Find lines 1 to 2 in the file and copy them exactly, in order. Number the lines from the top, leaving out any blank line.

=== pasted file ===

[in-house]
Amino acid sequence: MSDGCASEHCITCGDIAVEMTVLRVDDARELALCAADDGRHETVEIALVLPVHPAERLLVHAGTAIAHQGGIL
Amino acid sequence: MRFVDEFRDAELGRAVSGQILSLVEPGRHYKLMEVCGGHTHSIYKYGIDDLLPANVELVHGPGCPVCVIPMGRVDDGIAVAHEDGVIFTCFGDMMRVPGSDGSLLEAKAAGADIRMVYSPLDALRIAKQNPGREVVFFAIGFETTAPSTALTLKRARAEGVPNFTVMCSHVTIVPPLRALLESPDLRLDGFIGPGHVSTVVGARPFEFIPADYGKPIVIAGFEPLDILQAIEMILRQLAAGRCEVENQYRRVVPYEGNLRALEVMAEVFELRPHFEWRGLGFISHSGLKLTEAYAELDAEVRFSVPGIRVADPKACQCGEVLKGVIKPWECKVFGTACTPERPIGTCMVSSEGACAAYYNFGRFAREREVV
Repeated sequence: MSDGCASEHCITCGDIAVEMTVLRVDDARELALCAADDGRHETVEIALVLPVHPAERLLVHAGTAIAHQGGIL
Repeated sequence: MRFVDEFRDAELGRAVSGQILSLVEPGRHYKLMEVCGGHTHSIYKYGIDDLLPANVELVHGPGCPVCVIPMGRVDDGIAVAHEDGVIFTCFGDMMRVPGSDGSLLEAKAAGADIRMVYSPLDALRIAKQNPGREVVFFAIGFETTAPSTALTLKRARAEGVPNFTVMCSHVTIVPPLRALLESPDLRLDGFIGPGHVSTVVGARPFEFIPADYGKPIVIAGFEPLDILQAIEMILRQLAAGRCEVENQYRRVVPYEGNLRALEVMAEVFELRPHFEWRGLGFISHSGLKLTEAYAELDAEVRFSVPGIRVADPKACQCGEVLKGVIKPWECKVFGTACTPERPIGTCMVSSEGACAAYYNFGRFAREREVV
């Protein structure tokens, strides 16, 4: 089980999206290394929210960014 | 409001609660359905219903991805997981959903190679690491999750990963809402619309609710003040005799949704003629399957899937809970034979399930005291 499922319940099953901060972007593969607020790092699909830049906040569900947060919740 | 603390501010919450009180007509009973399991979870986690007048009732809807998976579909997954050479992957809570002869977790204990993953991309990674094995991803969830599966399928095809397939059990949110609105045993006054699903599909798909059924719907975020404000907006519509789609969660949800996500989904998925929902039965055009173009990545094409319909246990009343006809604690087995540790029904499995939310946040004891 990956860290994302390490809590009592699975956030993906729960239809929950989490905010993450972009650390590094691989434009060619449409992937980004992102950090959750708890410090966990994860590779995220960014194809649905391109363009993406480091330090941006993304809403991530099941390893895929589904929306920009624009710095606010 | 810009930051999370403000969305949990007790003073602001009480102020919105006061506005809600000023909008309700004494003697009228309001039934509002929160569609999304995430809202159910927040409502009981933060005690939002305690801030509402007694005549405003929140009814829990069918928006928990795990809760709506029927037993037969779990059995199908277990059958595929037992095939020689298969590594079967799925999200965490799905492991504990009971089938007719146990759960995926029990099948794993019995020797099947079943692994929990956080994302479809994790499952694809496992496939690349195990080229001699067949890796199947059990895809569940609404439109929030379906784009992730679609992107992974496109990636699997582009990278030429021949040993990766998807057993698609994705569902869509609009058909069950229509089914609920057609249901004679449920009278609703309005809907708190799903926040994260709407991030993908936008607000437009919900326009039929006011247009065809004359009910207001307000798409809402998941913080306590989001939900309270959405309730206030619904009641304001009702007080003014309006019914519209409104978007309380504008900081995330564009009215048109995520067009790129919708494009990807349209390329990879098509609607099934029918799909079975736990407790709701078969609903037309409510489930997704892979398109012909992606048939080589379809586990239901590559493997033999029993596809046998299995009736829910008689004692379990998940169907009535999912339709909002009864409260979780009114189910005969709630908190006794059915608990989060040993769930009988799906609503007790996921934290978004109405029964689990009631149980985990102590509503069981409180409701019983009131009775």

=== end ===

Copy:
[in-house]
Amino acid sequence: MSDGCASEHCITCGDIAVEMTVLRVDDARELALCAADDGRHETVEIALVLPVHPAERLLVHAGTAIAHQGGIL